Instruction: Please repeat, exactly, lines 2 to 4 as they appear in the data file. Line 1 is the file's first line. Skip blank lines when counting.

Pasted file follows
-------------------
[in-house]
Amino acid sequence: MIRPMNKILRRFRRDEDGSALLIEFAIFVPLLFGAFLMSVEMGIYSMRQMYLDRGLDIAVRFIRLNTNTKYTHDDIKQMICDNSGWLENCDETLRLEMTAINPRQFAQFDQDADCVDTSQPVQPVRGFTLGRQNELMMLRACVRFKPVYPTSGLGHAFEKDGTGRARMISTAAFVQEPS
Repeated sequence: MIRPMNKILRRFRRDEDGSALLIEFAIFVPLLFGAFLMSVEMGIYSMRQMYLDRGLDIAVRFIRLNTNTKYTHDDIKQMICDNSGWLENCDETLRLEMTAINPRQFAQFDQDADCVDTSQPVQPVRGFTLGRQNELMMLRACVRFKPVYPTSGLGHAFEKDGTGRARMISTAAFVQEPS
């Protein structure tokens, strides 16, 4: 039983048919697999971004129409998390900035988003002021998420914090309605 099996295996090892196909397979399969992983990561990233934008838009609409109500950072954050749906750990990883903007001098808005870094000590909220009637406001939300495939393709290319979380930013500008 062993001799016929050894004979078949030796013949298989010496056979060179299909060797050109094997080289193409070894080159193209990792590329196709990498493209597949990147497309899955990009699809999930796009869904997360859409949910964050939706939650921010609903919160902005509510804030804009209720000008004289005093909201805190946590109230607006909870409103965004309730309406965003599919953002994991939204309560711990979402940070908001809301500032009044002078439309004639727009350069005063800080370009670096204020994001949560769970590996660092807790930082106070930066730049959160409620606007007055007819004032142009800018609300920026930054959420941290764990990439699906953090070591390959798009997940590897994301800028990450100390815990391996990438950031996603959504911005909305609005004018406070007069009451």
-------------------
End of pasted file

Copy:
Amino acid sequence: MIRPMNKILRRFRRDEDGSALLIEFAIFVPLLFGAFLMSVEMGIYSMRQMYLDRGLDIAVRFIRLNTNTKYTHDDIKQMICDNSGWLENCDETLRLEMTAINPRQFAQFDQDADCVDTSQPVQPVRGFTLGRQNELMMLRACVRFKPVYPTSGLGHAFEKDGTGRARMISTAAFVQEPS
Repeated sequence: MIRPMNKILRRFRRDEDGSALLIEFAIFVPLLFGAFLMSVEMGIYSMRQMYLDRGLDIAVRFIRLNTNTKYTHDDIKQMICDNSGWLENCDETLRLEMTAINPRQFAQFDQDADCVDTSQPVQPVRGFTLGRQNELMMLRACVRFKPVYPTSGLGHAFEKDGTGRARMISTAAFVQEPS
């Protein structure tokens, strides 16, 4: 039983048919697999971004129409998390900035988003002021998420914090309605 099996295996090892196909397979399969992983990561990233934008838009609409109500950072954050749906750990990883903007001098808005870094000590909220009637406001939300495939393709290319979380930013500008 062993001799016929050894004979078949030796013949298989010496056979060179299909060797050109094997080289193409070894080159193209990792590329196709990498493209597949990147497309899955990009699809999930796009869904997360859409949910964050939706939650921010609903919160902005509510804030804009209720000008004289005093909201805190946590109230607006909870409103965004309730309406965003599919953002994991939204309560711990979402940070908001809301500032009044002078439309004639727009350069005063800080370009670096204020994001949560769970590996660092807790930082106070930066730049959160409620606007007055007819004032142009800018609300920026930054959420941290764990990439699906953090070591390959798009997940590897994301800028990450100390815990391996990438950031996603959504911005909305609005004018406070007069009451």